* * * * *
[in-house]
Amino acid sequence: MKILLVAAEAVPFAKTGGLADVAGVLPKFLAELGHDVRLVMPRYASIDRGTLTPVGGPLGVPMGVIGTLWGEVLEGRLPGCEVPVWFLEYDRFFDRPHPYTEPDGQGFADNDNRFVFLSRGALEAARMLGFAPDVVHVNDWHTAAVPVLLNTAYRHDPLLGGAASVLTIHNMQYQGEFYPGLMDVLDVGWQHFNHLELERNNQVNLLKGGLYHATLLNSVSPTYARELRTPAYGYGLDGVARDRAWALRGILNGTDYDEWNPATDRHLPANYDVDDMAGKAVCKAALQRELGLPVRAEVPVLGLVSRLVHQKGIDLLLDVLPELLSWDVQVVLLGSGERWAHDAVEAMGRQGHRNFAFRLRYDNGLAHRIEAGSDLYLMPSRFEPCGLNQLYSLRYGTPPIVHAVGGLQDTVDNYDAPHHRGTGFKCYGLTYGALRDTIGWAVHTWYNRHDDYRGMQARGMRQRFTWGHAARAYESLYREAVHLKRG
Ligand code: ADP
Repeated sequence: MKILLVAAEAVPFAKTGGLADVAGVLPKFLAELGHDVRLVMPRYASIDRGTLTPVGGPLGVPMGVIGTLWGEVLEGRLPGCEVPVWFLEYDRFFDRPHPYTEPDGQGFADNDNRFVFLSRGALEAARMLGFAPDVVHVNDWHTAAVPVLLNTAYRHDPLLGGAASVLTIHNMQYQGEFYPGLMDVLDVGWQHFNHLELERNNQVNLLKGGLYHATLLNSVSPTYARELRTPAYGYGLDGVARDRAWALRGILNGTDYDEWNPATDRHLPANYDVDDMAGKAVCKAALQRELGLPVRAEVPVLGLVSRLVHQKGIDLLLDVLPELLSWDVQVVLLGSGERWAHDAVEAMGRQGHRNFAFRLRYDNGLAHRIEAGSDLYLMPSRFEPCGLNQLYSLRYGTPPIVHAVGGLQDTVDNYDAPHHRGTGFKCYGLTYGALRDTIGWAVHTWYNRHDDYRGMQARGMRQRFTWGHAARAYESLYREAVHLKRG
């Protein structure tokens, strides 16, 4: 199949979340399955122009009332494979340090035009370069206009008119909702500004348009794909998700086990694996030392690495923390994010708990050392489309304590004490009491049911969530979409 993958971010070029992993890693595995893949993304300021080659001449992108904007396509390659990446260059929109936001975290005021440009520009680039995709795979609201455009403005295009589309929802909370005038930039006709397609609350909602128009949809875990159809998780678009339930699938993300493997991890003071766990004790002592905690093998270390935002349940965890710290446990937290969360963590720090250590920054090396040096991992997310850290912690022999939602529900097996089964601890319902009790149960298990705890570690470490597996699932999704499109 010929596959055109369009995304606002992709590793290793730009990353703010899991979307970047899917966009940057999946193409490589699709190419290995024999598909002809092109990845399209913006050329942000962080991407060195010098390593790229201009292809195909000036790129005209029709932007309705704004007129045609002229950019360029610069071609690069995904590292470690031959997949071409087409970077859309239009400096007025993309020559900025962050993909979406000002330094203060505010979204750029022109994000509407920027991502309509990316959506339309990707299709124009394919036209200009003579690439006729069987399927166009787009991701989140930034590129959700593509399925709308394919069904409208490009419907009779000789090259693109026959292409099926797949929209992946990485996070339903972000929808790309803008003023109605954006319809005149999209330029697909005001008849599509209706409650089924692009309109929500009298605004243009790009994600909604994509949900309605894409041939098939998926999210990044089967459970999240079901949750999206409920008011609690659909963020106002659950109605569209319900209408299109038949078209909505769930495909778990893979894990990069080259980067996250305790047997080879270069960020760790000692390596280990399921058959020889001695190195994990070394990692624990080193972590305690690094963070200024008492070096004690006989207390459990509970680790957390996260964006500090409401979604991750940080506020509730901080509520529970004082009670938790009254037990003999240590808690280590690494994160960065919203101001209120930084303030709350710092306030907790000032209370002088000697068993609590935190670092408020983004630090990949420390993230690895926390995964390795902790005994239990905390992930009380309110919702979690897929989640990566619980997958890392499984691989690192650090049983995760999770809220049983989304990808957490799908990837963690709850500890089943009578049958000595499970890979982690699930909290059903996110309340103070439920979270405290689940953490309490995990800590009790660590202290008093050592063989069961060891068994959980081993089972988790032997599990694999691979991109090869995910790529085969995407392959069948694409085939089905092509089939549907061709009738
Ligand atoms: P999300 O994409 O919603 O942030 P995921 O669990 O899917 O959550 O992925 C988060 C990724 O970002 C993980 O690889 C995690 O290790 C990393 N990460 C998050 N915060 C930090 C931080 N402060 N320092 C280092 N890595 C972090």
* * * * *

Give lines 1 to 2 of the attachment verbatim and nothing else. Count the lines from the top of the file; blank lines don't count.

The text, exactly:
[in-house]
Amino acid sequence: MKILLVAAEAVPFAKTGGLADVAGVLPKFLAELGHDVRLVMPRYASIDRGTLTPVGGPLGVPMGVIGTLWGEVLEGRLPGCEVPVWFLEYDRFFDRPHPYTEPDGQGFADNDNRFVFLSRGALEAARMLGFAPDVVHVNDWHTAAVPVLLNTAYRHDPLLGGAASVLTIHNMQYQGEFYPGLMDVLDVGWQHFNHLELERNNQVNLLKGGLYHATLLNSVSPTYARELRTPAYGYGLDGVARDRAWALRGILNGTDYDEWNPATDRHLPANYDVDDMAGKAVCKAALQRELGLPVRAEVPVLGLVSRLVHQKGIDLLLDVLPELLSWDVQVVLLGSGERWAHDAVEAMGRQGHRNFAFRLRYDNGLAHRIEAGSDLYLMPSRFEPCGLNQLYSLRYGTPPIVHAVGGLQDTVDNYDAPHHRGTGFKCYGLTYGALRDTIGWAVHTWYNRHDDYRGMQARGMRQRFTWGHAARAYESLYREAVHLKRG